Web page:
Investing in Unit Trusts & Open-Ended Investment Companies (OEICs)
Looking to invest in unit trusts & open-ended investment companies (OEICs)? Understand the basics of how they work with interactive investor.
What are OEICs and unit trusts?
Unit trusts and open-ended investment companies (OEICS) are both a type of investment fund. Funds are collective investments that allow investors to pool their money together to create a large fund investing across a range of different shares and/or other assets such as bonds or property.
This is run by a professional manager in line with the fund's objectives, most typically aiming to deliver growth, income or a combination of the two.
Not all funds are actively managed: some are run on a passive basis using a computer programme that replicates the holdings of an index such as the FTSE 100 or the FTSE All-Share. This means the performance of the fund will never beat the return of the index, although this isn't necessarily something that an actively managed fund will do either. There are two types of passive fund: index funds and exchange-traded funds (ETFs).
What is the difference between a unit trust and an OEIC?
They are very similar, but with some subtle differences. Funds with a unit trust structure create units when investors want to buy, and cancel units when investors sell. The creation of units can be unlimited, which explains the terminology: open-ended fund. The price of each unit reflects the value of the fund’s underlying investments.
An OEIC operates in a similar fashion, but the difference, as the long name suggests, is that it is structured as a company, although not listed on the stock exchange. Instead of units, shares are created and cancelled when investors buy and sell. As with unit trusts, the shares in an OEIC reflect the value of the fund’s underlying investments.
In the majority of cases, unit trusts and OEICs calculate their prices once a day. Also in the vast majority of cases, funds offer investors daily trading, although it is worth pointing out that some funds that invest in liquid investments, such as property, have been known to put fund suspensions in place during periods of economic or market uncertainty.
Another difference relates to pricing. Unit trusts quote an offer price (the price to buy) and a bid price (the price to sell). The difference between the two is known as the bid-offer spread. In the case of OEICs only one price is quoted.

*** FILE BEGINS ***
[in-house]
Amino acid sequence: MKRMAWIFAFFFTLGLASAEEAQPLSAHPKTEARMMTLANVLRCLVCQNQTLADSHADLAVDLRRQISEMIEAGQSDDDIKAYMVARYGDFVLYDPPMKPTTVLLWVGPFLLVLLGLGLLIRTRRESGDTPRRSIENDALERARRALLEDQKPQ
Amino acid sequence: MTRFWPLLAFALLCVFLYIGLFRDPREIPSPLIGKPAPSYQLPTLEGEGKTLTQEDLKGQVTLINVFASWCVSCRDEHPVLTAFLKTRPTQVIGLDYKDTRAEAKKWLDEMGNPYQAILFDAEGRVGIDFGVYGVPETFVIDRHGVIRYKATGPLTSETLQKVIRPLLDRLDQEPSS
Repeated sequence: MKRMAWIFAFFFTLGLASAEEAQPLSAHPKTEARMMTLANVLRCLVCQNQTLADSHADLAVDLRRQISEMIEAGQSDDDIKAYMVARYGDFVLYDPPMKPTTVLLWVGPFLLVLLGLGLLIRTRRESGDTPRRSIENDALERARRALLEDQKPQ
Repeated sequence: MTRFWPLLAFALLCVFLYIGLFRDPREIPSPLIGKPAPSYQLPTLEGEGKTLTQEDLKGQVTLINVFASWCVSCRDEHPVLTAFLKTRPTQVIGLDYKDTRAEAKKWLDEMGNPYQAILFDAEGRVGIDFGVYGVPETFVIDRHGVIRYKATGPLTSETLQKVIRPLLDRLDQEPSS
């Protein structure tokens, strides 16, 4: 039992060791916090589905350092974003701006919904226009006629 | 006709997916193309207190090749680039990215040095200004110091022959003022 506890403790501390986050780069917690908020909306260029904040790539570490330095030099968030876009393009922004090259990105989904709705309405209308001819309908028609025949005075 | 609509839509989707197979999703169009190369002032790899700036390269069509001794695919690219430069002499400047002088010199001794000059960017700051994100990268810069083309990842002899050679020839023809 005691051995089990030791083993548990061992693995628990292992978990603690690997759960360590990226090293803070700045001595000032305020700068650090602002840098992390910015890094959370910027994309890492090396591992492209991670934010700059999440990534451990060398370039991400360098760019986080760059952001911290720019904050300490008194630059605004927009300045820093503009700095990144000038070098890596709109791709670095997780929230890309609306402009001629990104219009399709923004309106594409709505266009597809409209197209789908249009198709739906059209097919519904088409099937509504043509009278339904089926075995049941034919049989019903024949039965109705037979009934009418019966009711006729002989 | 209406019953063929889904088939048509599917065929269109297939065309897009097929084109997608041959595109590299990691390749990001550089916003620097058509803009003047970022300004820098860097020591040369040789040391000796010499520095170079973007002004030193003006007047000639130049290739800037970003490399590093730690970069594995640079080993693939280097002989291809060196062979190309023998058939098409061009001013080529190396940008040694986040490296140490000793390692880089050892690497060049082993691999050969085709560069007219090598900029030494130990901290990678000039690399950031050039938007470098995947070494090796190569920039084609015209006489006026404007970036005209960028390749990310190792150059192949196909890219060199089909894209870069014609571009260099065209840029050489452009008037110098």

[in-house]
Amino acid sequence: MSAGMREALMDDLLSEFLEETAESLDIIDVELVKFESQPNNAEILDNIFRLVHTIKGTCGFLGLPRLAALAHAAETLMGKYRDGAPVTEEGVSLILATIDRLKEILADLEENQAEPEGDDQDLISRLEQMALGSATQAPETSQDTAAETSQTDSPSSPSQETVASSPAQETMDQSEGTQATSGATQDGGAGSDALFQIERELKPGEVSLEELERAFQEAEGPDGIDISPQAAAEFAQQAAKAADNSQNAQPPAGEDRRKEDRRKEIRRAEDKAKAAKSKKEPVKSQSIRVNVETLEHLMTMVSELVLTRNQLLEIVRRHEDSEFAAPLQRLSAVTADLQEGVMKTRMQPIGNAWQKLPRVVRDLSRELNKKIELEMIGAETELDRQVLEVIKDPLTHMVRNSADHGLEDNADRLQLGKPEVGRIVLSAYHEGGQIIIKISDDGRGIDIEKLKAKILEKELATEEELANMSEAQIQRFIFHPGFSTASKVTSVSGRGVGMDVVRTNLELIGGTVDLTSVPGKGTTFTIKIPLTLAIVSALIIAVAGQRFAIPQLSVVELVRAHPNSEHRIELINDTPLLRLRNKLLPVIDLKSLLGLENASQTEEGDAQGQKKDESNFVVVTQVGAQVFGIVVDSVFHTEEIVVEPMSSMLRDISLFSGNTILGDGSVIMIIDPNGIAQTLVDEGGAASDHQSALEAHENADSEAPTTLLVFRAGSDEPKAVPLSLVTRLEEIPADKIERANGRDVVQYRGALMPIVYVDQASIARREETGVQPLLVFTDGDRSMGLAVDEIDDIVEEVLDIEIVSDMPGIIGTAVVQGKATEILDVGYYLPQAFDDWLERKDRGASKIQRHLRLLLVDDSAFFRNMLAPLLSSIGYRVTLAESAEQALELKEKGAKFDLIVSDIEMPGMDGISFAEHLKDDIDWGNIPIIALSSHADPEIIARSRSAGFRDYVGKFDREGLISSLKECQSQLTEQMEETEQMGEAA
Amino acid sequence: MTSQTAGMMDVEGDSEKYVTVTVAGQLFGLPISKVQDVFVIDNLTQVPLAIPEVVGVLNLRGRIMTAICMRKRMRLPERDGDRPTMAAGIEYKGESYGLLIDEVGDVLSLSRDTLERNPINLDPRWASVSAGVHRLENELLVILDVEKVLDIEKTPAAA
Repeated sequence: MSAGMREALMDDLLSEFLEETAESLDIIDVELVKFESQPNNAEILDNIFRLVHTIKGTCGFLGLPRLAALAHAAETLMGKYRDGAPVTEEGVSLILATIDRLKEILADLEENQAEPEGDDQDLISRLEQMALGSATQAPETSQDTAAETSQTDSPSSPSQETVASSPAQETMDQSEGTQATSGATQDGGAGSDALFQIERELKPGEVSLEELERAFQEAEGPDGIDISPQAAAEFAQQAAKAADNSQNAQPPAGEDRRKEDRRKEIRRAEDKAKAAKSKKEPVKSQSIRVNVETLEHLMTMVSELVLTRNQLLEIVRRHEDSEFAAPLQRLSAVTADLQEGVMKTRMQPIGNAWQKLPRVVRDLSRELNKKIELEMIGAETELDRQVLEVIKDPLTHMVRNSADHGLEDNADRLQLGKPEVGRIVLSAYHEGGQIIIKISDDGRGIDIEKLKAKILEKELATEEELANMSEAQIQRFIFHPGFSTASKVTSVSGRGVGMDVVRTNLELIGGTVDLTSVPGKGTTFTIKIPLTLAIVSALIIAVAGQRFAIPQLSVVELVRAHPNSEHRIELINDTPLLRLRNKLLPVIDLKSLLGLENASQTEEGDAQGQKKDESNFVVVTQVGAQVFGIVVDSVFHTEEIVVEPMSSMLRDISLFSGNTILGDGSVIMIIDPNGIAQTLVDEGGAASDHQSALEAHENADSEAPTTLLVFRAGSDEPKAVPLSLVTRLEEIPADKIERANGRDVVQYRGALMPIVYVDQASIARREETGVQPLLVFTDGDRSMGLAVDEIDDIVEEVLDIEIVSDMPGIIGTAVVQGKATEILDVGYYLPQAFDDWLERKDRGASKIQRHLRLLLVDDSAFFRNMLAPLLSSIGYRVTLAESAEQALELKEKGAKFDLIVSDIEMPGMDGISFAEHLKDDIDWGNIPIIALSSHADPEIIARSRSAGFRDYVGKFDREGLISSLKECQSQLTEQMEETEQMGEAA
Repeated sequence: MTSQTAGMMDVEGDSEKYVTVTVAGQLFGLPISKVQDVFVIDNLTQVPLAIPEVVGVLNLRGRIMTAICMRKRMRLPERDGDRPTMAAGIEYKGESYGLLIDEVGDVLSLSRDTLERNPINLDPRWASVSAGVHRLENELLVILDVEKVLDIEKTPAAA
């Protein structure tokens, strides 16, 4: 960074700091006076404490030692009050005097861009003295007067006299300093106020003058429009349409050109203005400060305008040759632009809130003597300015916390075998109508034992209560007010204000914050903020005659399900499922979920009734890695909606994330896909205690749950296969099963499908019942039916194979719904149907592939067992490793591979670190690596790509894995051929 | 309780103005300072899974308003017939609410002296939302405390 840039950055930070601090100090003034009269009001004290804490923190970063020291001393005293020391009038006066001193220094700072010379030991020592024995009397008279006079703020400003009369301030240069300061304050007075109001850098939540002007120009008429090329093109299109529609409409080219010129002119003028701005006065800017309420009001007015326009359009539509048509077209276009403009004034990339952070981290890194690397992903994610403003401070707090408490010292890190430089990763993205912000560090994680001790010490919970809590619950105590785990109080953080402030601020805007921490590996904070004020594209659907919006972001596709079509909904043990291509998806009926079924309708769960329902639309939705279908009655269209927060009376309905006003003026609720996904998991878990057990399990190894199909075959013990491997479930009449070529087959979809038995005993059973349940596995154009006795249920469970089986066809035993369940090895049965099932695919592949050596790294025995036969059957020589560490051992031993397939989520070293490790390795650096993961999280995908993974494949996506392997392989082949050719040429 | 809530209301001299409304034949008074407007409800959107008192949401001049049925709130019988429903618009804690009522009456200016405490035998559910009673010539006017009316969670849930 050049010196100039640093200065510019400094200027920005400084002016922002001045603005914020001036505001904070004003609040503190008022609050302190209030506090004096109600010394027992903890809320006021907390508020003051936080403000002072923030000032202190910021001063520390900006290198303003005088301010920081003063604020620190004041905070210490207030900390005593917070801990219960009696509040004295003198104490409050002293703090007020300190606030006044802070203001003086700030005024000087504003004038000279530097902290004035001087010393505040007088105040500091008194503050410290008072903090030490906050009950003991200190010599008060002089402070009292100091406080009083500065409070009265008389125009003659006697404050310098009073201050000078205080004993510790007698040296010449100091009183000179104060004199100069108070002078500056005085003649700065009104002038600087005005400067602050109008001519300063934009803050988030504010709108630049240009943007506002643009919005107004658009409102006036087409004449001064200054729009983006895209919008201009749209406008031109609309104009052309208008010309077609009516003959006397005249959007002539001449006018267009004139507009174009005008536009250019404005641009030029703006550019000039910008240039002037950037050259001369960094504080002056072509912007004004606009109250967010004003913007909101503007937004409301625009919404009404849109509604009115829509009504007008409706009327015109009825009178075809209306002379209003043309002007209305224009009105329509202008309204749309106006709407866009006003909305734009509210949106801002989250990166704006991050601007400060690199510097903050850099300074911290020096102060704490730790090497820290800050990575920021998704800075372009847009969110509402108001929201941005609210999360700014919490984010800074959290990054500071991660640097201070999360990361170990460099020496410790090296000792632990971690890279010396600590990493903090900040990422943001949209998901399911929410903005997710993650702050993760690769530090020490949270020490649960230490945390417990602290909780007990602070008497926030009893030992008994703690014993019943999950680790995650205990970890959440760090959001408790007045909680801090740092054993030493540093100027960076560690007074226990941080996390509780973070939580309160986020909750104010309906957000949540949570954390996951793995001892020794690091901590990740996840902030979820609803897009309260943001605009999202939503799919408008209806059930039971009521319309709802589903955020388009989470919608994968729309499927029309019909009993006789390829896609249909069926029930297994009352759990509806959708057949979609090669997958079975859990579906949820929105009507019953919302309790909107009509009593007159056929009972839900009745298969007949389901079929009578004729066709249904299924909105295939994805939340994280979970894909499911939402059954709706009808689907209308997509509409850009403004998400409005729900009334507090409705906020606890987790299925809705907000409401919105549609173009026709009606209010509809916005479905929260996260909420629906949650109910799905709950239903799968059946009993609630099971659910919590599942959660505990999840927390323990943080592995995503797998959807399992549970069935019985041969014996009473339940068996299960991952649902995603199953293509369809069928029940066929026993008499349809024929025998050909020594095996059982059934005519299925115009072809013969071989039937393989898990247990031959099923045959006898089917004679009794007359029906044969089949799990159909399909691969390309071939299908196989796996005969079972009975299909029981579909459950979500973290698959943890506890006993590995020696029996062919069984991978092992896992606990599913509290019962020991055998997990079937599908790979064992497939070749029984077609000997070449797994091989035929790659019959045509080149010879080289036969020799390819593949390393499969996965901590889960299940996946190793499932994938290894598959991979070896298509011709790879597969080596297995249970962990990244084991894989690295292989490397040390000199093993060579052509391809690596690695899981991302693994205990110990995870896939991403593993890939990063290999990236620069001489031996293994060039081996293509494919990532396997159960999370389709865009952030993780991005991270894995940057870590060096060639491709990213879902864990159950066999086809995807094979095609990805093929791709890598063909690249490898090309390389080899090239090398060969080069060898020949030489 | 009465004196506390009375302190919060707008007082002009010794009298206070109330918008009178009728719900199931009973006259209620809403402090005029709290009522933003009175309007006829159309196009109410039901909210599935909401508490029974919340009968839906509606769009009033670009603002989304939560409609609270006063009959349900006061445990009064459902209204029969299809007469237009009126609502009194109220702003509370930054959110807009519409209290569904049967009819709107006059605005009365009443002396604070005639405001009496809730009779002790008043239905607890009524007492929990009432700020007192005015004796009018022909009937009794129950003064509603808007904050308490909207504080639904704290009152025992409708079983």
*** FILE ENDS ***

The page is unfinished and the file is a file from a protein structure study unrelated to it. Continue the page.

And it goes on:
How to invest in OEICs & unit trusts with ii
Choose how you want to invest
We've made it simple:
- Top up monthly with our regular investing service and pay no trading fees.
- Or buy & sell investments as and when you choose. Your first trade each month is free.
How much does it cost to trade OEICs and unit trusts?
We charge a low, flat fee of £9.99 per month, which covers you for our Stocks and Shares ISA, Junior ISA and Trading Account (add a SIPP for an extra £10 per month).
Funds charge a separate annual fee, which is paid to the fund management company. Actively managed funds tend to have an ongoing charges figure (OCF) of between 0.85% and 1%. In pounds and pence this works out at £85 to £100 a year on a £10,000 investment. Passively managed funds are cheaper, with some index funds and ETFs for two of the main developed markets (US and UK) costing less than 0.1%. A 0.1% charge would work out at £10 on a £10,000 investment.
Pros and Cons of investing in OEICs & unit trusts
- Instant diversification
- Decision-making outsourced to professional investor
- Plenty of choice and different asset classes to choose from – equity, bonds, property.
- Can take income or reinvest it to boost growth potential
- Useful for investors who do not have time or inclination to buy shares
- No guarantees the fund manager will outperform a comparable index
- You still pay an annual fund charge to the fund management group – regardless of how well or poorly the fund performs
- Active funds are higher-cost than simply ‘buying the market’ through a tracker fund or ETF
- Key person risk – the fund manager could leave
How have OEICs and unit trusts performed in the past?